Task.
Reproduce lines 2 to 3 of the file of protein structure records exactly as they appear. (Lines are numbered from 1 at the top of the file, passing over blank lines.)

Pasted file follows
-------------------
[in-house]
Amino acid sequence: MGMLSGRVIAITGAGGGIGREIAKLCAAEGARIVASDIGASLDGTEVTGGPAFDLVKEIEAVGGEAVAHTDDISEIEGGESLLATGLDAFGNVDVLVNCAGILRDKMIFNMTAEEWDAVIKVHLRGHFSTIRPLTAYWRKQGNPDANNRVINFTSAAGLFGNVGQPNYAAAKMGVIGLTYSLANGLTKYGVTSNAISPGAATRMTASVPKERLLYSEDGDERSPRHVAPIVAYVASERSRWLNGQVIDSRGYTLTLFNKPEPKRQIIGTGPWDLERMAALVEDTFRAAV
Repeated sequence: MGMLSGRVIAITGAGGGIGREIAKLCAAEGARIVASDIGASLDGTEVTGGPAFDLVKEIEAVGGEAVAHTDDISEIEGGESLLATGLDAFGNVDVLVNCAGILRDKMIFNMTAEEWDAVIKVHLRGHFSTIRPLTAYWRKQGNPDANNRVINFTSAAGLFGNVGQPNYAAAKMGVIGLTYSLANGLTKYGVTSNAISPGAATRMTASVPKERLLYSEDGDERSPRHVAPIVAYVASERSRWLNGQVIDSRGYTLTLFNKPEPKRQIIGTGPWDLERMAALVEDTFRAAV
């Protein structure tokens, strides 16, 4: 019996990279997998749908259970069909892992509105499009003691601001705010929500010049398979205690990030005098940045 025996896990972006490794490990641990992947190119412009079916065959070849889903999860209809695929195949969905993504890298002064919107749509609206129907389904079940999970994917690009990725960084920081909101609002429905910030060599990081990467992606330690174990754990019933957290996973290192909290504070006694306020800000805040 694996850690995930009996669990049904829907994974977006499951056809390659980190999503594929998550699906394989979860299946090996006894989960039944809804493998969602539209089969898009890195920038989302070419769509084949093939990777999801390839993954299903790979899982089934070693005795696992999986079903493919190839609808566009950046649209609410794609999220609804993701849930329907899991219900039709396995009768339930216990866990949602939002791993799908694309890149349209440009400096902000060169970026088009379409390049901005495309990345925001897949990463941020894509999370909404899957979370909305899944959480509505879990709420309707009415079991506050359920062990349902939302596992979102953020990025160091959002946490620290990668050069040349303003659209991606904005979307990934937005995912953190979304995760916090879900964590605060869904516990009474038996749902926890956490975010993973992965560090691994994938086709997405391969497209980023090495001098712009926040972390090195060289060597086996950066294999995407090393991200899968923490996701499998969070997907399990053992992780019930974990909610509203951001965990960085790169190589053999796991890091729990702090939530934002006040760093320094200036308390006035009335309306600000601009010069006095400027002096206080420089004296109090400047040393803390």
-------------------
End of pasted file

Amino acid sequence: MGMLSGRVIAITGAGGGIGREIAKLCAAEGARIVASDIGASLDGTEVTGGPAFDLVKEIEAVGGEAVAHTDDISEIEGGESLLATGLDAFGNVDVLVNCAGILRDKMIFNMTAEEWDAVIKVHLRGHFSTIRPLTAYWRKQGNPDANNRVINFTSAAGLFGNVGQPNYAAAKMGVIGLTYSLANGLTKYGVTSNAISPGAATRMTASVPKERLLYSEDGDERSPRHVAPIVAYVASERSRWLNGQVIDSRGYTLTLFNKPEPKRQIIGTGPWDLERMAALVEDTFRAAV
Repeated sequence: MGMLSGRVIAITGAGGGIGREIAKLCAAEGARIVASDIGASLDGTEVTGGPAFDLVKEIEAVGGEAVAHTDDISEIEGGESLLATGLDAFGNVDVLVNCAGILRDKMIFNMTAEEWDAVIKVHLRGHFSTIRPLTAYWRKQGNPDANNRVINFTSAAGLFGNVGQPNYAAAKMGVIGLTYSLANGLTKYGVTSNAISPGAATRMTASVPKERLLYSEDGDERSPRHVAPIVAYVASERSRWLNGQVIDSRGYTLTLFNKPEPKRQIIGTGPWDLERMAALVEDTFRAAV